In this era of Big Data, how can orga­ni­za­tions deploy the nec­es­sary capa­bil­i­ties to respond? How can inno­v­a­tive data uses be inte­grated into an organization’s core activities?

The McK­in­sey Global Institute’s (MGI) recent report, “Ten IT-enabled busi­ness trends for the decade ahead,” explores both the oppor­tu­ni­ties and the chal­lenges that accom­pany this era of tech­nol­ogy and infor­ma­tion: “The poten­tial of big data is huge, fast grow­ing, and chal­leng­ing to cap­ture. We believe lead­ers of every orga­ni­za­tion face a grow­ing imper­a­tive to har­ness big data and advanced analytics.”

Cus­tomers in today’s world are more demand­ing than ever, so orga­ni­za­tions must rise to meet their expec­ta­tions. MGI notes that this “requires invest­ment in sophis­ti­cated big-data capa­bil­i­ties that use social, loca­tion, and other data.” An audi­ence man­age­ment solu­tion, or data man­age­ment plat­form (DMP), is the answer to both the oppor­tu­ni­ties and the chal­lenges fac­ing today’s orga­ni­za­tional leaders.

To con­clude this four-part series on why you must have an audi­ence man­age­ment solu­tion, here are the final four rea­sons for your consideration:

Rea­son 7: Pre­dict the Future with Finer Accuracy

What if orga­ni­za­tions could antic­i­pate a customer’s actions before they occurred? Imag­ine the pos­si­bil­i­ties for your orga­ni­za­tion and its bot­tom line.

Quirk’s “Tam­ing Big Data” report writes about one of the key fea­tures in audi­ence man­age­ment solu­tions: pre­dic­tive ana­lyt­ics, or “deliv­er­ing ‘psy­chic pizza.’” This fea­ture uti­lizes key data to antic­i­pate what cus­tomers are going to do and then meets their needs before they express them. It means “ring­ing your customer’s ‘door­bell’ and say­ing, ‘Here is the pizza you were about to order!’” Iron­i­cally, by using an audi­ence man­age­ment solu­tion to man­age Big Data, orga­ni­za­tions are essen­tially tak­ing the guess­work out of guess­ing. One reader’s response to a Har­vard Busi­ness Review (HBR) arti­cle on the topic said it best: “What excites me about Big Data is that one can use it to avoid pre­dic­tion altogether.”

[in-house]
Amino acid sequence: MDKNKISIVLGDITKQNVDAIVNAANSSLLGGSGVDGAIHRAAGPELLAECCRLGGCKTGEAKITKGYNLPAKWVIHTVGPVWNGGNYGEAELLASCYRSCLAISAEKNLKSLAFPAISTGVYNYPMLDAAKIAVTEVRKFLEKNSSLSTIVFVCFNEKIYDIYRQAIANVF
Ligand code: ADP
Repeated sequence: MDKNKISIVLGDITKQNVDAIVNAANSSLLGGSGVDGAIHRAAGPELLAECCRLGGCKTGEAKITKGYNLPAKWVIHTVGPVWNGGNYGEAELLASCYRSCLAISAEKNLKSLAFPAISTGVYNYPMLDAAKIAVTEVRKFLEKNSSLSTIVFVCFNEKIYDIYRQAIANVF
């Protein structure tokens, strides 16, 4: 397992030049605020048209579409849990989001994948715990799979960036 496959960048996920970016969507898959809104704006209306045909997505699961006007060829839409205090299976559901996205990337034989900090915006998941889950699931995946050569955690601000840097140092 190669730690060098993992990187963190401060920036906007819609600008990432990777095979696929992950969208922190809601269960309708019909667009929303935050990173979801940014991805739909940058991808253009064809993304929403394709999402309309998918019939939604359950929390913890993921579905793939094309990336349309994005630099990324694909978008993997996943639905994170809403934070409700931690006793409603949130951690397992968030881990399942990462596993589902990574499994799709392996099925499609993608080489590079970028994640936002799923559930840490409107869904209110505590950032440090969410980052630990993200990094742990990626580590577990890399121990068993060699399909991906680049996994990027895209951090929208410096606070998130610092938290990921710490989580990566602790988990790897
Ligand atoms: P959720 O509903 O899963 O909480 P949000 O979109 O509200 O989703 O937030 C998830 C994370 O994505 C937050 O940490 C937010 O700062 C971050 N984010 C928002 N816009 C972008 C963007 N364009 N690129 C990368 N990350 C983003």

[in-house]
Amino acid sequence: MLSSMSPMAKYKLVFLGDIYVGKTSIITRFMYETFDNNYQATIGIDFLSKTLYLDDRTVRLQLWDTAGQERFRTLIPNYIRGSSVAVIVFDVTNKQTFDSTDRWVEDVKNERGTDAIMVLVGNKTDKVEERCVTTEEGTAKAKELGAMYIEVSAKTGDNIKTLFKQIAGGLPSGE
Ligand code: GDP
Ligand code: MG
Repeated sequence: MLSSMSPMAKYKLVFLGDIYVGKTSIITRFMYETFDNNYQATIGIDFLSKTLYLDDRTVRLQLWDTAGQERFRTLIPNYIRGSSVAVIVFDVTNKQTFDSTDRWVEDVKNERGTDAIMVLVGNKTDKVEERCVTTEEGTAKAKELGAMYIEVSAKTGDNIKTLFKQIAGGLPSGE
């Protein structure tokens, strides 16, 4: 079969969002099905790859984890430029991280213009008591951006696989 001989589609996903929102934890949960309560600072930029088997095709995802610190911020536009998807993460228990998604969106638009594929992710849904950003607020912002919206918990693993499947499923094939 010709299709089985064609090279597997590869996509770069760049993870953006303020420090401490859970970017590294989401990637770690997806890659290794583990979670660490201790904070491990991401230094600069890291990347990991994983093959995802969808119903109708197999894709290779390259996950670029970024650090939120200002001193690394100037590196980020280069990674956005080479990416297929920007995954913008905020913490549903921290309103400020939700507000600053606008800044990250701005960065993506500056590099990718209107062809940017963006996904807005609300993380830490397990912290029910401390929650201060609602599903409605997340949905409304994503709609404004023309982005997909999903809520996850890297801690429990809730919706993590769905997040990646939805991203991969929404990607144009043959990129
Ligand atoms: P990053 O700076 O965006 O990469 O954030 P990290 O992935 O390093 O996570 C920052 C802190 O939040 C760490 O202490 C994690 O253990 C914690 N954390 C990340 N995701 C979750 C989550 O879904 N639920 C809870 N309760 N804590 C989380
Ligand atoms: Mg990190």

The CMO Coun­cil reports that 71 per­cent of mar­keters sur­veyed would like “more pre­dic­tive ana­lyt­ics included in their data repos­i­tory,” which would result in a more “robust and action­able cus­tomer pro­file.” Today, pre­dic­tive ana­lyt­ics is being used across an array of pub­lic and pri­vate indus­tries from law enforce­ment to health­care to retail. The most cutting-edge orga­ni­za­tions, or early adopters of this tech­nol­ogy, are reap­ing its benefits.

For exam­ple, Wal­mart col­lects an esti­mated 2.5 petabytes of data every hour from its cus­tomer trans­ac­tions. The role of the audi­ence man­age­ment solu­tion is to then take that real-time, unstruc­tured data and com­bine it with cus­tomers’ past his­to­ries to pro­vide action­able and effec­tive insights for Wal­mart in order to increase their bot­tom line. HBR notes that Wal­mart makes use of “sales, pric­ing, and eco­nomic data, com­bined with demo­graphic and weather data, to fine-tune mer­chan­dis­ing store by store and antic­i­pate appro­pri­ate tim­ing of store sales.”

Rea­son 8: Illu­mi­nate Blind Spots along the Path to Purchase